History of Intelligence Testing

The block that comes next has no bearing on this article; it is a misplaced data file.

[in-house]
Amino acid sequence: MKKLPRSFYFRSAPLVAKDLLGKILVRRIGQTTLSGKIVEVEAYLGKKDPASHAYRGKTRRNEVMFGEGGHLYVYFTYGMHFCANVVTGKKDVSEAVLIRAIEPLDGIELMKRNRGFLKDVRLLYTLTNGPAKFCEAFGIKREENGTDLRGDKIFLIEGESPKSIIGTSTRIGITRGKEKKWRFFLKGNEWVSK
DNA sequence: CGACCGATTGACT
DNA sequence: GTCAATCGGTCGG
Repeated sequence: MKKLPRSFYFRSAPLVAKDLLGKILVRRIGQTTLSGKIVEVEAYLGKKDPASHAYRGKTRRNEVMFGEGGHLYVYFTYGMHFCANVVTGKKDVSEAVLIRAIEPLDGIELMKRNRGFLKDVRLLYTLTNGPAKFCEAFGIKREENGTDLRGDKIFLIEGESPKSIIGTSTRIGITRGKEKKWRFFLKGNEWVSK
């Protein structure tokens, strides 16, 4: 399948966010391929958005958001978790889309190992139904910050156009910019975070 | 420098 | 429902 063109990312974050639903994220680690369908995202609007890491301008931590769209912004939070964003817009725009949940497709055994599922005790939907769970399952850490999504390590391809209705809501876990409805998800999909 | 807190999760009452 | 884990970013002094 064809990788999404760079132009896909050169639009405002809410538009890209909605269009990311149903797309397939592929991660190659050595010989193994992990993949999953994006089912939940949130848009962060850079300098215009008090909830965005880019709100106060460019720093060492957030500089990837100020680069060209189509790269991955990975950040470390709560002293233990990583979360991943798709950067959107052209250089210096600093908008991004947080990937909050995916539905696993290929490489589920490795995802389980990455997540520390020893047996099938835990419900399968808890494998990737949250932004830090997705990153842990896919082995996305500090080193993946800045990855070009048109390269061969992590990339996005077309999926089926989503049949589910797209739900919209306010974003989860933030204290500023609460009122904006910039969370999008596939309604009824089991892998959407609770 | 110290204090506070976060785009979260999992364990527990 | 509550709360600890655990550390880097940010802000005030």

Among the first to investigate individual differences in mental ability was a British scientist, Sir Francis Galton, who compared people based on their awards and accomplishments. This research convinced him that intelligence was inherited and led to further studies which involved evaluating individual differences in reaction time and the range and specificity of the senses, which have since been shown to correlate with academic success. A French psychologist, Alfred Binet, developed a test to accurately predict academic success when the French government asked him to help them determine which children in the public schools would have difficulty with formal education. He, and his colleague, Theodore Simon, found that tests of practical knowledge, memory, reasoning, vocabulary, and problem solving were better predictors of school success than the sensory tests used by Galton. Subjects were asked to perform simple commands and gestures, repeat spoken numbers, name objects in pictures, define common words, tell how two objects are different, and define abstract terms. Similar items are used in today`s intelligence tests. Assuming that children all follow the same pattern of development but develop at different rates, Binet and Simon created the concept of mental age, whereby, for example, a child of any age who scored as well as an average twelve-year-old was said to have a mental age of twelve. Binet’s test was not widely used in France, but Henry Goddard, director of a school for mentally challenged students, brought it to the United States, translated it into English, and used it to test people for mental retardation. Lewis Terman, another American psychologist, adapted the test for use with adults, established new standards for average ability at each age, and called it the Stanford-Binet Intelligence Scale, because of his.